Trompé Setsuled (setsuled) wrote,
Trompé Setsuled

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Commentary of the Doctor

As the only person I know who listens to DVD commentaries, I was really tickled by the DVD commentary fiction, "Special Features", included in the anthology Fifth Doctor Doctor Who audio play, The Demons of the Red Lodge and Other Stories. The other stories included in the collection aren't bad.

The first, "Demons of the Red Lodge", has the Doctor (Peter Davison) and Nyssa (Sarah Sutton) visiting my current favourite time and place, 17th century England, running into a possible witch and includes references to the Witchfinder General, Matthew Hopkins (memorably played by Vincent Price in a 1968 film). It's a nice story of disorientation, beginning with the Doctor and Nyssa experiencing amnesia finding and the possible witch and her twin sister who won't acknowledge the existence of the other. The fun is in the disorientation more than the solution to it.

The middle two stories, "The Entropy Composition" and "Doing Time" aren't bad but are a bit forgettable, indicated by the fact that I can barely remember them despite having listened to them last night. "Special Features" immediately demanded my attention with its DVD commentary format. We hear the beginnings of a cheesy, Hammer-ish anthology horror film called Doctor Demonic's Tales of Terror before the sound on the film is turned down, as in a DVD commentary, so we can more clearly hear a man who turns out to be the director, Martin Ashcroft (James Fleet). He's joined by two cast members and the Doctor who apparently served as an historical consultant. The characters are broad compared to the people I normally hear on commentaries but the tone of conversation is captured so well, as when the director, finding no-one's talking, awkwardly just starts describing what's plainly going on on screen or when one of the cast members, Johanna Bourke (Joanna Munro) randomly says someone is wearing a nice dress during another lull. Then, of course, things get weird and the threat of an alien curse is actually embedded in the commentary. It's good fun.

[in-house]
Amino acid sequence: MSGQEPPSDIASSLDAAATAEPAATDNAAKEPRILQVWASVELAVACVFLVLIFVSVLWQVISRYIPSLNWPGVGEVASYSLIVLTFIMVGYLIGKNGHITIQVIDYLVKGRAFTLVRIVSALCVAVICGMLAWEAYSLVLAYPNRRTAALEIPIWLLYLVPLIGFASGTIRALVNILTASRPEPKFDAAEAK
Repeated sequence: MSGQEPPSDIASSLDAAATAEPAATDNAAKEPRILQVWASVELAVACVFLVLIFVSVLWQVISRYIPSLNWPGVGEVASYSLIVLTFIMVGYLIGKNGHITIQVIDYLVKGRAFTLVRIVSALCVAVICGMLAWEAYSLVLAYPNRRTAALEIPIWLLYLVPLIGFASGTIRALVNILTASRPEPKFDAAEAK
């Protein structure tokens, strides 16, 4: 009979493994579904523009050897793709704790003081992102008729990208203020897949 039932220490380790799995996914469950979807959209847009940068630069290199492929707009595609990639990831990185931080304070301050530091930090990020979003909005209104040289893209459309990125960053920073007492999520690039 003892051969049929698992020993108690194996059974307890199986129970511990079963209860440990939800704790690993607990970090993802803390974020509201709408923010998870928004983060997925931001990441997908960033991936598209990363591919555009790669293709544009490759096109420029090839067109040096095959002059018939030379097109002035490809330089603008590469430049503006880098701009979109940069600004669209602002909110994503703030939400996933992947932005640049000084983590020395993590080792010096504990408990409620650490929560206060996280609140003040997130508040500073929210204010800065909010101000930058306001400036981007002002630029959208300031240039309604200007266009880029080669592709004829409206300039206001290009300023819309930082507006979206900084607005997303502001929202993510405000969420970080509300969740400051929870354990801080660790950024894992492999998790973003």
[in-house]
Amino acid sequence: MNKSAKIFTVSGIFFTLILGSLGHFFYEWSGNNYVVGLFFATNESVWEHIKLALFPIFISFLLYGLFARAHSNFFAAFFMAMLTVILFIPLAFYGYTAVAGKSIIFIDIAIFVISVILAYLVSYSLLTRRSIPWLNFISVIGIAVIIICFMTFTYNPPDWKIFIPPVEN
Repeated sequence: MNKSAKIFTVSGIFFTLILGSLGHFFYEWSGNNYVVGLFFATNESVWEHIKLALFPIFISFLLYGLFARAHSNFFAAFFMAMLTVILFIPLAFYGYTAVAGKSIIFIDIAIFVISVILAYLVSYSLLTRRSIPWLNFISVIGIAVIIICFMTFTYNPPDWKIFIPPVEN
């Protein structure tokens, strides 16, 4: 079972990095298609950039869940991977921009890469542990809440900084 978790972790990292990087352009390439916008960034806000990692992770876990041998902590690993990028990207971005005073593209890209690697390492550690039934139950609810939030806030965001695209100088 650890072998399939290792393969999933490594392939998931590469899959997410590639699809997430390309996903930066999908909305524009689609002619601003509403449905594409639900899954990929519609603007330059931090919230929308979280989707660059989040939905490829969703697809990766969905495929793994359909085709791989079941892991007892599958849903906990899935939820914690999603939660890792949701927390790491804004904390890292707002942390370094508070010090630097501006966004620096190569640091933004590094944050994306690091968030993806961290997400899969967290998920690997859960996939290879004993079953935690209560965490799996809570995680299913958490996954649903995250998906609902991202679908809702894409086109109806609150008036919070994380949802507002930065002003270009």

Tags: audio play, doctor who, peter davison, sarah sutton
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